Participants at Aspiration events are sometimes based in one geographic location, but more often come from many regions and countries spread across the globe, and in all cases, represent a broad range of experiences and viewpoints. So much of what we are trying to accomplish at each event involves building new relationships, and positive and constructive attitudes serve as the foundation for the work we will do.
While we do not want to dictate behavior or in any way unnecessarily limit expression, we provide the following guidelines as a starting point for collaboration and community building during all the events we co-design and facilitate.
These guidelines are put forward in a proactive stance of trust toward all participants, inviting each person to be their best self, and to help others have most positive meeting experiences.
These guidelines are employed within our practices for establishing Inclusive and Safe Spaces.
Participants who fail to honor and follow these guidelines may be asked to leave the meeting at the discretion of the meeting organizers.
Guidelines on Respect
Demonstrate respect for others at all times: Effective sharing and learning can only take place when interactions are built on a foundation of mutual respect. It will never be acceptable to insult others or demonstrate disrespect, even in moments of philosophical disagreement and passionate exchange. In particular, we ask all participants to:
- Respect the schedule and the clock so we can stay on time: When we take a 15-minute break, please be back and ready to go after 15 minutes, not off checking email or smoking a cigarette. Please attend to email and voicemail earlier in breaks instead of later, and arrive promptly for sessions so that others are not made to wait :^)
- Focus on listening: We are all passionate about our work and have much to say, but it is in listening and understanding how others are thinking and experiencing, and any challenges they are facing, that we become stronger as projects, communities and networks. In particular, it is never ok to interrupt others while they are speaking, and please refrain from side conversations while others are speaking.
- Avoid debate: It is always OK to disagree and let others know you think differently on an issue or point. Many among us possess strong beliefs on matters of technology, politics, philosophy and community. But live meeting time is precious, and debate is not time well spent, especially for those who are spectators. In moments of strong disagreement, we ask participants to "agree to disagree", stayed focused on the goals of the session or discussion, and move on to address shared needs and shared opportunities.
Guidelines on Inclusion
Actively strive to include everyone present in all facets of the event. Meetings should not be viewed as a competition to prove who is most knowledgeable, but rather as an opportunity to broaden networks of trust, skill, collaboration and understanding. Strive to ensure that no one is left out, and speak in language that is accessible to all. In particular:
- Utilize simple language: Speak slowly and clearly for those who have English as a second or tenth language, and always make sure to avoid jargon and acronyms, using vocabulary everyone can understand. Where they do need to be used, please define acronyms and technical jargon when introducing them in discussion.
- Follow the "Rule of 1" and the "Rule of n": When you speak, make 1 point and then let others speak, and when in a group of "n" people, speak "1/nth" of the time.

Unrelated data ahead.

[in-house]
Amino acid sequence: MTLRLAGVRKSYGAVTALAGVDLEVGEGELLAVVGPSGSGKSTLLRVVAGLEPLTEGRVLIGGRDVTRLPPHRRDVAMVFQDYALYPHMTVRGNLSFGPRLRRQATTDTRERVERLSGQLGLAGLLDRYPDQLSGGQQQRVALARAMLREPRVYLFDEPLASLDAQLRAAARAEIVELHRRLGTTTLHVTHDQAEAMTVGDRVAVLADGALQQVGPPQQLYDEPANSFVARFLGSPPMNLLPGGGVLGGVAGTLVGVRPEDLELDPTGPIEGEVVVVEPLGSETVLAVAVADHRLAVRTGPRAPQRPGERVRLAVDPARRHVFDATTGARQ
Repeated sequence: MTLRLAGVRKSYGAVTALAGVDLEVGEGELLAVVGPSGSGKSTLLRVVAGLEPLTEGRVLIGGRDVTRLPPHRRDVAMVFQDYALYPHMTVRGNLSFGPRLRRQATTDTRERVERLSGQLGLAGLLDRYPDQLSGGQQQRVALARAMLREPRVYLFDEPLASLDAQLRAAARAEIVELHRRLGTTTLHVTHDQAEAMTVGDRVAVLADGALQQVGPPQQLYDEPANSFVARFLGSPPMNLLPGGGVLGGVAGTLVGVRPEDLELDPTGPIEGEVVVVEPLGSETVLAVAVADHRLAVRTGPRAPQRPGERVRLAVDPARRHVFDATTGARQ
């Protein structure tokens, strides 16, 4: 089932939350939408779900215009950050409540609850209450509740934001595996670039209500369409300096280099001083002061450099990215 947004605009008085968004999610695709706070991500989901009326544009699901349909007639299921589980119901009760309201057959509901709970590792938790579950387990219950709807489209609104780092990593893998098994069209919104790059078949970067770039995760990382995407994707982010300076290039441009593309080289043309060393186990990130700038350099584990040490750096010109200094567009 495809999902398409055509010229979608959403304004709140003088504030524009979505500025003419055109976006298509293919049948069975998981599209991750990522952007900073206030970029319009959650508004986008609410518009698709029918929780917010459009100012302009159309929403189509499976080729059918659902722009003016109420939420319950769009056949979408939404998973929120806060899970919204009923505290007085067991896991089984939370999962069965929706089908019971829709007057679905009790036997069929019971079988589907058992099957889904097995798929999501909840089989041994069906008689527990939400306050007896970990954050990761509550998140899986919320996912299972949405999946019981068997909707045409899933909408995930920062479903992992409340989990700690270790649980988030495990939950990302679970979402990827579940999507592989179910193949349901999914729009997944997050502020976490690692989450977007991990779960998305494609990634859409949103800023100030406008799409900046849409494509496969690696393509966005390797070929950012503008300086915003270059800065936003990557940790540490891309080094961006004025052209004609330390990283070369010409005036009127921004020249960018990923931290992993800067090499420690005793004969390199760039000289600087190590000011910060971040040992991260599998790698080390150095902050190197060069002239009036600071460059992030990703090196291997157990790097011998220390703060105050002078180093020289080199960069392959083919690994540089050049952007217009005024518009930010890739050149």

Guidelines on Creating a Safe Environment
We are committed to providing a harassment-free conference experience for everyone, regardless of gender, gender identity and expression, sexual orientation, disability, physical appearance, body size, race, age, religion or nationality. In particular:
- We do not tolerate harassment of conference participants in any form. Any such behavior will be addressed immediately and definitively, and those who harass or make others feel unsafe at the meeting will not be allowed to stay.
- Check your vocabulary: Please refrain from using words or phrases that may offend or make other participants uncomfortable. This includes sexually explicit language, violent language, or language that makes assumptions or projects stereotypes about cultural, racial and gender norms.
- Meeting privacy and discretion: Depending on the nature of the meeting, we may request participants agree to follow protocols such as the Chatham House Rule in order to protect the privacy and anonymity of fellow participants. This request may also be extended to not taking pictures or documenting the event on social media. In general, we request that when looking to share or repeat non-public information obtained during the meeting, participants confirm what is acceptable with those from whom they gained the information.
Guidelines on Overall Participation
- Don't just talk to your friends: We encourage all present to make it a point where possible to talk to strangers and those you know less well, as they are hopefully friends you have not yet met.
- Ask your questions early and often: Questions are the currency of collaboration; never suffer in silence when something is unclear. Asking questions is an act of leadership. The event is convened specifically for the benefit of those who need to know more about the topics at hand. Participants should feel free to ask any question at any time; there shall be no such thing as a "stupid question".
- Embrace a spirit of sharing: We believe that everyone present has valuable knowledge and experience to share, and encourage each participant to please contribute their wisdom to the mix. All of us know something and none of us knows everything.